|This past weekend, President Trump announced his Administration would not be imposing new tariffs on Chinese imports while the United States and China continue to negotiate a more permanent trade agreement.
This means that while existing Section 301 tariffs remain in effect, the Administration will not move forward at this time with the new additional tariffs proposed on May 13, 2019, which included fishing equipment.
“The recreational fishing industry should be able to breathe easier now that President Trump has agreed to hold off on imposing new tariffs while our two nations work towards a trade deal,” said American Sportfishing Association’s (ASA) Vice President Mike Leonard. “While this is good news for our members, ASA will remain vigilant in our efforts to inform policy makers about the impacts these tariffs would have on recreational fishing, one of America’s favorite pastimes.”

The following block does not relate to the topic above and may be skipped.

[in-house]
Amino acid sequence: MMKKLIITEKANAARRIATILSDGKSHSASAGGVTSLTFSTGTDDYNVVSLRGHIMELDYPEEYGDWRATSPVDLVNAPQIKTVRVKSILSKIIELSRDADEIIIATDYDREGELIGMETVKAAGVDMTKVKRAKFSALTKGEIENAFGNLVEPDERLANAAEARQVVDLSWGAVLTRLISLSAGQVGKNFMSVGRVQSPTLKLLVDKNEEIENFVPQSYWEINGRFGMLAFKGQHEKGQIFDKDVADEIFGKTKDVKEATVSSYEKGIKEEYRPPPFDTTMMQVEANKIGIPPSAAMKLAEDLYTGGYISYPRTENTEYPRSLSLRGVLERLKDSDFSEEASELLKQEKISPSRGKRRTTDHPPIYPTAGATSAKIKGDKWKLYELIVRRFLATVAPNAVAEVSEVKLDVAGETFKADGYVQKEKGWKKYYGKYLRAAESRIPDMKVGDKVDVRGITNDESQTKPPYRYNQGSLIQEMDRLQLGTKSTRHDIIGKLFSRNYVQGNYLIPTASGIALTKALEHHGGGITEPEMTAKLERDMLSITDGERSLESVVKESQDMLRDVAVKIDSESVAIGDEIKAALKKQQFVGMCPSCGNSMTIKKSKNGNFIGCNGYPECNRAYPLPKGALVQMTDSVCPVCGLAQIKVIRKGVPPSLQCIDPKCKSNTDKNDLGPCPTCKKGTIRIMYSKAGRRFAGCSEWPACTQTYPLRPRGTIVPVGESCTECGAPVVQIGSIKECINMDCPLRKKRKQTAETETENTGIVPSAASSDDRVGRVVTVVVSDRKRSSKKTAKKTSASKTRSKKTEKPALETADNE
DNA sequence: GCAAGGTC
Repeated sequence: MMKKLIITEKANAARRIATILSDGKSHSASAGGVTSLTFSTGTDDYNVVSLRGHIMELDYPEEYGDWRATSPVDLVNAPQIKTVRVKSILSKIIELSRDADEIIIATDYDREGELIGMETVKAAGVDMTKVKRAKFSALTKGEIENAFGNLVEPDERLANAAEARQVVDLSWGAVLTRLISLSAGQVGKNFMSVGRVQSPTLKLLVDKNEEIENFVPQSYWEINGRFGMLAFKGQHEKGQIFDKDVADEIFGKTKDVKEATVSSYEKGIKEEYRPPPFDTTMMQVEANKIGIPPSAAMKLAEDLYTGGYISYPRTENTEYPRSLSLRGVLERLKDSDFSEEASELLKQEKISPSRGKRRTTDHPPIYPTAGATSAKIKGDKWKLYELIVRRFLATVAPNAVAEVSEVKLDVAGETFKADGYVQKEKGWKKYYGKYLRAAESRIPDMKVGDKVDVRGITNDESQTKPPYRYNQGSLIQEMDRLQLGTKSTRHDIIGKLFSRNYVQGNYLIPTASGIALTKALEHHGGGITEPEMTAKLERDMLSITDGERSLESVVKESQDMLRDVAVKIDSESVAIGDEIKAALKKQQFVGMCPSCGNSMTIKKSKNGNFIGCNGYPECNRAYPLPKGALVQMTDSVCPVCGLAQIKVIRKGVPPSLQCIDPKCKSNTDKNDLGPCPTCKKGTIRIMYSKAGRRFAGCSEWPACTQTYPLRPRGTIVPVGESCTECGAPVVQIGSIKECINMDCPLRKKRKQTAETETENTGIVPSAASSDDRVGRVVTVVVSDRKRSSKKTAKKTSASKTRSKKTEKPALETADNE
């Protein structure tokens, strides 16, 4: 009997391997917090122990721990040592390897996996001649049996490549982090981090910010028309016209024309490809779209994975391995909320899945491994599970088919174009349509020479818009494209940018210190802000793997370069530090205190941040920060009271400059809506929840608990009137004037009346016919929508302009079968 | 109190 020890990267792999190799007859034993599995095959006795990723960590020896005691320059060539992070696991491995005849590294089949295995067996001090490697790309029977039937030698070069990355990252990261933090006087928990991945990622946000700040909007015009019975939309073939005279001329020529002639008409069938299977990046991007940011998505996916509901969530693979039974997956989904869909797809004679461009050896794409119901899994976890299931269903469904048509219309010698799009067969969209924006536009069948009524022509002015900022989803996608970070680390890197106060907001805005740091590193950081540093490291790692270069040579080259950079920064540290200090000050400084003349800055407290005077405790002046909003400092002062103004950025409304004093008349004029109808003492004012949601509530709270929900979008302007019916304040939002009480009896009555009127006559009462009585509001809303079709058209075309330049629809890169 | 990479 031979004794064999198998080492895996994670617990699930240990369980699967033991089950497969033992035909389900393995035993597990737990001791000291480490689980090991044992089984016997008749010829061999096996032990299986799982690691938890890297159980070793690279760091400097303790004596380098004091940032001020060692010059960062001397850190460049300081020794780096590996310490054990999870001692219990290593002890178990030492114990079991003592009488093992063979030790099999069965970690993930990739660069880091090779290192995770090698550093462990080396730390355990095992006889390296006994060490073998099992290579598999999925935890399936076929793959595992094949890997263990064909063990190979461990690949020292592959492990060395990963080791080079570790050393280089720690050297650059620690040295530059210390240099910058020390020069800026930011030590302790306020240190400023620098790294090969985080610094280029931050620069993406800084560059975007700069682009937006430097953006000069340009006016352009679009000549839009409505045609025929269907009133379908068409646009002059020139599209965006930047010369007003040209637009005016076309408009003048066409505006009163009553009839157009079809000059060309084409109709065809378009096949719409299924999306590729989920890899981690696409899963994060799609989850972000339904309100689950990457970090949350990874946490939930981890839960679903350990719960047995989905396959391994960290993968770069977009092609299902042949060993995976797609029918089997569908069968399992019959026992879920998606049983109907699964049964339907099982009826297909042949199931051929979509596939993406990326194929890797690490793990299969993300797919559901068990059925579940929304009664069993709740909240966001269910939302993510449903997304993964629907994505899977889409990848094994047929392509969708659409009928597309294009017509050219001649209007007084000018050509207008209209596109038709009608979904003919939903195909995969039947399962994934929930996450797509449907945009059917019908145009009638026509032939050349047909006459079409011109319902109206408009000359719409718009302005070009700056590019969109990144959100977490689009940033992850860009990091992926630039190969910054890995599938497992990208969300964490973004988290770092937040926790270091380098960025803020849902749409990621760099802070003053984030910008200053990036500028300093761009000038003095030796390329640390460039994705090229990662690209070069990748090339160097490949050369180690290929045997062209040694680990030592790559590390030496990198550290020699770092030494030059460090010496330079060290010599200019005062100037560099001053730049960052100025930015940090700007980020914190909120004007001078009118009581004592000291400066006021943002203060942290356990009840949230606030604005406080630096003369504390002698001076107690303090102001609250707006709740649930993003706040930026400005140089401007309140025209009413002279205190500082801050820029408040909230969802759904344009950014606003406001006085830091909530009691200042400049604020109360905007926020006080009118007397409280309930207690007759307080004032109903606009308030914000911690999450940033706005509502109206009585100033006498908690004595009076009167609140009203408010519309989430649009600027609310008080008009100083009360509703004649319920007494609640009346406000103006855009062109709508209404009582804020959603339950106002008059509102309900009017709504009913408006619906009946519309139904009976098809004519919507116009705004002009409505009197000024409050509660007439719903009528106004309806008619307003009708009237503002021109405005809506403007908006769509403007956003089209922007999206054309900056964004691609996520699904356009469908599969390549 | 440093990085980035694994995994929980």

The Administration previously announced it was considering imposing tariffs of up to 25% on about $300 billion in Chinese imports. These tariffs would have been applied to fishing equipment like rods, reels, tackle and many other items. This would have resulted in increased costs, greater uncertainty and less funding for conservation programs.
“We agree we need to realign our trade relationship with China, but the sportfishing industry would be disproportionately impacted by the proposed tariffs given that we already pay a significant excise tax of up to 10% that helps fund conservation,” Leonard continued. “We hope the Administration reaches a fair-trade deal with China soon as this would provide greater certainty for our members. As your industry’s voice, we will do what we can to make sure your concerns are heard while this process continues.”
Since May, ASA has been working to address tariffs by: